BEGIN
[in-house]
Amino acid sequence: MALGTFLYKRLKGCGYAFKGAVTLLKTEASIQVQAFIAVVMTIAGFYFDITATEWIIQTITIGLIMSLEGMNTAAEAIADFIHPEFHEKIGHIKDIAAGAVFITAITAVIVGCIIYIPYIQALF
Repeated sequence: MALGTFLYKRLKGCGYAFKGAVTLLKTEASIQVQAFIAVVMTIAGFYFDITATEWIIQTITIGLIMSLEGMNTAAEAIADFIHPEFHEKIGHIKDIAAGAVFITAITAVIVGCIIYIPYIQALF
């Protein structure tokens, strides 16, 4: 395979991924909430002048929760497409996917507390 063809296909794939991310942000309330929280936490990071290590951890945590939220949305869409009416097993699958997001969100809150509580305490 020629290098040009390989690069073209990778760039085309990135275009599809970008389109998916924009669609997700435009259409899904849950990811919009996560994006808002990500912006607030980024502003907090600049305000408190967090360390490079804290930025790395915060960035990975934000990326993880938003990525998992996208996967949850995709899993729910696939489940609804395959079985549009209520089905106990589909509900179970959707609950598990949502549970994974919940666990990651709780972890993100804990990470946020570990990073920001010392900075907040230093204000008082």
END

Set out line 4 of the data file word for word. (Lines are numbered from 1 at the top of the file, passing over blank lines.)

């Protein structure tokens, strides 16, 4: 395979991924909430002048929760497409996917507390 063809296909794939991310942000309330929280936490990071290590951890945590939220949305869409009416097993699958997001969100809150509580305490 020629290098040009390989690069073209990778760039085309990135275009599809970008389109998916924009669609997700435009259409899904849950990811919009996560994006808002990500912006607030980024502003907090600049305000408190967090360390490079804290930025790395915060960035990975934000990326993880938003990525998992996208996967949850995709899993729910696939489940609804395959079985549009209520089905106990589909509900179970959707609950598990949502549970994974919940666990990651709780972890993100804990990470946020570990990073920001010392900075907040230093204000008082």